Years ago, at least two decades, there wasn't an argument over whether or not to teach cursive in schools. They just taught it and kids just learned it. And while there weren't any smart phones at the time, there were certainly Tamagotchis and TalkBoys and other toys that foretold of the digital age's coming. Around the same time we were playing Oregon Trail on mammoth Macs and checking library books out using the catalogue system.
Even longer ago, people used typewriters and ever longer ago than that, they just plain wrote in cursive.
Writing Lessons, a new exhibit at Butter Projects, will explore a 1918 textbook entitled Manual of Fundamentals in the Teaching of Handwriting in the Public Schools, a volume by Tom Sawyier. The book explains via descriptions like "Around-up-down-up; around down; roll-pull; 1-2" how to write in cursive. It seems a curious thing to describe in words.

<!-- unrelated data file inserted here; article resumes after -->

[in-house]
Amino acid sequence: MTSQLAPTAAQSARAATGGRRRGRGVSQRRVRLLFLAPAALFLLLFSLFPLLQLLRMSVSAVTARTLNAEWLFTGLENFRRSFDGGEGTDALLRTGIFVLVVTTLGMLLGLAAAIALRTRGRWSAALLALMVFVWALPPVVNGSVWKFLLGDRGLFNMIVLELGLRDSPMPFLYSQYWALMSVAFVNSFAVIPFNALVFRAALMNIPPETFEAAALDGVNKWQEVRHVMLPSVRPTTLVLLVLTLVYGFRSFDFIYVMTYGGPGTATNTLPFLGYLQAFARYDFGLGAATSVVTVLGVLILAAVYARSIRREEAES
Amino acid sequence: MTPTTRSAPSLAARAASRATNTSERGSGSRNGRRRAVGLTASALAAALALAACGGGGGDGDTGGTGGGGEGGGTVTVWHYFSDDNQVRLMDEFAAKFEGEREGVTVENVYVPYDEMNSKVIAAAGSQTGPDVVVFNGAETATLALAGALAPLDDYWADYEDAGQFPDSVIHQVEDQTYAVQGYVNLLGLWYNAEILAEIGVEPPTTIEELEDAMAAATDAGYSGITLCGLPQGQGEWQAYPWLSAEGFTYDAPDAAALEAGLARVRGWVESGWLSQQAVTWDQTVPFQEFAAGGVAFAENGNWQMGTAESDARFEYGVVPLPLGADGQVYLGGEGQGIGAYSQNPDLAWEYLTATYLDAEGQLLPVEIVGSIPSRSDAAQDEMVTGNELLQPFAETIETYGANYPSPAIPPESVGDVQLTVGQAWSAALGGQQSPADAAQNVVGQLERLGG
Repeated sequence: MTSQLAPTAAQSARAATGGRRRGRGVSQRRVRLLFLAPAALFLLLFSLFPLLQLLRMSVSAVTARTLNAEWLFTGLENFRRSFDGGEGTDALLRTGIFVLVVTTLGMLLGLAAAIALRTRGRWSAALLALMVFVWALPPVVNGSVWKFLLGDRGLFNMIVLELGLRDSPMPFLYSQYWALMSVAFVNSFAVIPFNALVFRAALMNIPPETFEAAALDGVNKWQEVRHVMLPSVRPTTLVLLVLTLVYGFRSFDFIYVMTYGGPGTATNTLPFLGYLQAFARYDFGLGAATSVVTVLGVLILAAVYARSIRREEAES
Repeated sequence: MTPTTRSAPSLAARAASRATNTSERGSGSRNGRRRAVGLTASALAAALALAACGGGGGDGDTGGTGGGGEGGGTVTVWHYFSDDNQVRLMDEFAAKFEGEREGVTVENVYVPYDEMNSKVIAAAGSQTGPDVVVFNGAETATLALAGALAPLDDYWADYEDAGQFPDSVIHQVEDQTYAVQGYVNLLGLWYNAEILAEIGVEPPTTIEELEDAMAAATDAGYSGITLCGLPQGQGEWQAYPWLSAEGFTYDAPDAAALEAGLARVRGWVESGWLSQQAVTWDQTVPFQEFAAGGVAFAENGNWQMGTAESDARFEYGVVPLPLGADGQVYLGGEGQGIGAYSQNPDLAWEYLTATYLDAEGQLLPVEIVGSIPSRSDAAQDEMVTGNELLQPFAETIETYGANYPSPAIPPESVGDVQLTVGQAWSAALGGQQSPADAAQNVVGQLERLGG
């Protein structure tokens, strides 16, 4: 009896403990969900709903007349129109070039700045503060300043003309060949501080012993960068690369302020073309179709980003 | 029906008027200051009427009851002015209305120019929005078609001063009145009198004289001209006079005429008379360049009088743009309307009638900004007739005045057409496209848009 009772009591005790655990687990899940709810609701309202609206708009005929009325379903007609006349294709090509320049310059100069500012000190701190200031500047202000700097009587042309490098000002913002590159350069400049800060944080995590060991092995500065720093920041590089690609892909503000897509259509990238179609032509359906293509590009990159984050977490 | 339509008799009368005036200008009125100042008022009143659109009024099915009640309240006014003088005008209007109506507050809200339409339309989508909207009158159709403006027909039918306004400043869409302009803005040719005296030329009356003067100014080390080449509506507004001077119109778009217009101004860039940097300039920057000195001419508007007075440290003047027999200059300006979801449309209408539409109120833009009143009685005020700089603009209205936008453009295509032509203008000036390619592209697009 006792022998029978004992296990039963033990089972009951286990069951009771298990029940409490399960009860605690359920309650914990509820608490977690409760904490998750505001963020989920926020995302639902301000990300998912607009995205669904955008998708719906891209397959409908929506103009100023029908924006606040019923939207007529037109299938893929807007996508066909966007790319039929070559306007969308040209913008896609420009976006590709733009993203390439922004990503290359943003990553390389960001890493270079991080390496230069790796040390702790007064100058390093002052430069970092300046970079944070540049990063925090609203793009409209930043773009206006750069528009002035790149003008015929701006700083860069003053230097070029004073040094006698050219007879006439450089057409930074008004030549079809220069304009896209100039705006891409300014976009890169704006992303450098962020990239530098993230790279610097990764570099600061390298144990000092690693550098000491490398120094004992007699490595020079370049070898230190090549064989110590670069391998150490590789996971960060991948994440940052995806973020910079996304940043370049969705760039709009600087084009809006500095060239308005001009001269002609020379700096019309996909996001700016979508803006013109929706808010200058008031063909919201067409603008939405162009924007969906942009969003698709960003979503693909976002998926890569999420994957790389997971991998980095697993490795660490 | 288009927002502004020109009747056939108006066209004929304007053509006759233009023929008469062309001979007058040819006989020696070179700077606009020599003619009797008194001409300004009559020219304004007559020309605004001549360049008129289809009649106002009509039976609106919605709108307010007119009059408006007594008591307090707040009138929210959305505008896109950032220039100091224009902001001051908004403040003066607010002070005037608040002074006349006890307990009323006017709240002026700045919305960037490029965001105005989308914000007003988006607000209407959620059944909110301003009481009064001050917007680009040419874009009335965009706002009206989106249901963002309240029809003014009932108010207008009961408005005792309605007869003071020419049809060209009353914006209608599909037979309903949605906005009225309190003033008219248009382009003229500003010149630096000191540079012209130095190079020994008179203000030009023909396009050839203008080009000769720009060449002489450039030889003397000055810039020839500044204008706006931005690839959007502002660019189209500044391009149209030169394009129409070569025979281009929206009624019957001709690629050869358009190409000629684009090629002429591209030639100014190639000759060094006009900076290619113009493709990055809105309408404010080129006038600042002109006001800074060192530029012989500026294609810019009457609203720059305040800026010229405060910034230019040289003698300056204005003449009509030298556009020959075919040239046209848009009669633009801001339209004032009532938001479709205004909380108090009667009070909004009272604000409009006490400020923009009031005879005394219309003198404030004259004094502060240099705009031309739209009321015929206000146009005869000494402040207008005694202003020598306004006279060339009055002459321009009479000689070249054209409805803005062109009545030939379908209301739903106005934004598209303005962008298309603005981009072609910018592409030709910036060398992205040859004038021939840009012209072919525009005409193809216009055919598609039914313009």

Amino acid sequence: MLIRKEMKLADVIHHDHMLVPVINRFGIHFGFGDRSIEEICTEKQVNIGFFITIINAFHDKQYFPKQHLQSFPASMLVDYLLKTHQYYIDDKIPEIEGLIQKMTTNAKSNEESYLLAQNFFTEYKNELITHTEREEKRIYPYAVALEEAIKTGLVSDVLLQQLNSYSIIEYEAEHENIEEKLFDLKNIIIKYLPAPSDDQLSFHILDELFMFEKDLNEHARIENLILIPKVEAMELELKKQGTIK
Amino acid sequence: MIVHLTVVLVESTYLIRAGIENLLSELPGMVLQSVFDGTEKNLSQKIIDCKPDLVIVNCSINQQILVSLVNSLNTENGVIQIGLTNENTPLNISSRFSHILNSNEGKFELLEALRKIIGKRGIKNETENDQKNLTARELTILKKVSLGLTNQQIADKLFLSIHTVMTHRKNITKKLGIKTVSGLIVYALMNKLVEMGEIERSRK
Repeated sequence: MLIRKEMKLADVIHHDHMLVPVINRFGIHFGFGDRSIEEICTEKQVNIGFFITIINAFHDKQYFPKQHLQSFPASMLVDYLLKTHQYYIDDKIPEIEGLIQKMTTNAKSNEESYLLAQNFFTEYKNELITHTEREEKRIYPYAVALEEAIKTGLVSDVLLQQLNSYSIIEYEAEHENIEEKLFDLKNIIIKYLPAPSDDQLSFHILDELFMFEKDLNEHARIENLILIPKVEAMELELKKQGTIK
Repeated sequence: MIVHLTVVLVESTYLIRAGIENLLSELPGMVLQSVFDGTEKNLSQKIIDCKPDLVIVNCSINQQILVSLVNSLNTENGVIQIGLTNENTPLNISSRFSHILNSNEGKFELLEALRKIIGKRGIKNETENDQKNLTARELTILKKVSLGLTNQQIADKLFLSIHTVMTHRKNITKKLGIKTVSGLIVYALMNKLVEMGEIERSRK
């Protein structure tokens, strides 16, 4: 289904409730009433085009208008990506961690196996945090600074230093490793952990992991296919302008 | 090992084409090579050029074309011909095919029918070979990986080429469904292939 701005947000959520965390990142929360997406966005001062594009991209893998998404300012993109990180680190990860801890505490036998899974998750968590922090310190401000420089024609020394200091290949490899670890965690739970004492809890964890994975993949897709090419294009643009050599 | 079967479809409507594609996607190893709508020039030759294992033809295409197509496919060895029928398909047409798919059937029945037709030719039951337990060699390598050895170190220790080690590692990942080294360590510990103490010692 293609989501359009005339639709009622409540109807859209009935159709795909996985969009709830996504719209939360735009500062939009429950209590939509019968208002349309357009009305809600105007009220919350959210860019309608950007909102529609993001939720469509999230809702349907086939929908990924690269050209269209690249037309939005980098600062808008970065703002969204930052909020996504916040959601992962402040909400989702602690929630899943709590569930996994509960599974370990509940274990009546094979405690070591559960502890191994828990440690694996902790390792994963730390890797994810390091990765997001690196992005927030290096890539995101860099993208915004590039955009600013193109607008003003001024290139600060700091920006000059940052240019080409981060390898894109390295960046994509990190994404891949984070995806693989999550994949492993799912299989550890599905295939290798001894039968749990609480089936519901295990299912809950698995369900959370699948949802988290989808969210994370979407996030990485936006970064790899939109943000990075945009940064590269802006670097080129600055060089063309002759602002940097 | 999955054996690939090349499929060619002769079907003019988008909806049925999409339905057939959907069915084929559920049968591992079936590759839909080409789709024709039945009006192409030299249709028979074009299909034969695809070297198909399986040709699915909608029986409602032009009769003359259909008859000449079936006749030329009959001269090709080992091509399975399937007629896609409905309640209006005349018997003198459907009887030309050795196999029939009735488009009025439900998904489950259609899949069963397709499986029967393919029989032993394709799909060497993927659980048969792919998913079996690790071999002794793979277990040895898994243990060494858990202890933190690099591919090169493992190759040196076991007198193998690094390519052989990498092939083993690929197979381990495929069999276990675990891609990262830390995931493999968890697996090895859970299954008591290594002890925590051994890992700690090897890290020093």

The people behind Grizzly Grizzly, a Philadelphia-based curatorial collective thought so too. So they rounded up some artists and had them create works that reflect upon the text and its curious nature. Thus was born Writing Lessons.
The exhibit will feature works by Ruth Scott Blackson, Casey Droege, Talia Greene, Michael Konrad, Cindy Stockton Moore, Mary Smull, Mike Richison, Christopher Powell, Josh Weiss, and Margo Wolowiec.
An opening reception will be held at Butter Projects at 814 West 11 Mile in Royal Oak on Friday, Oct. 3 from 7 p.m. to 11 p.m.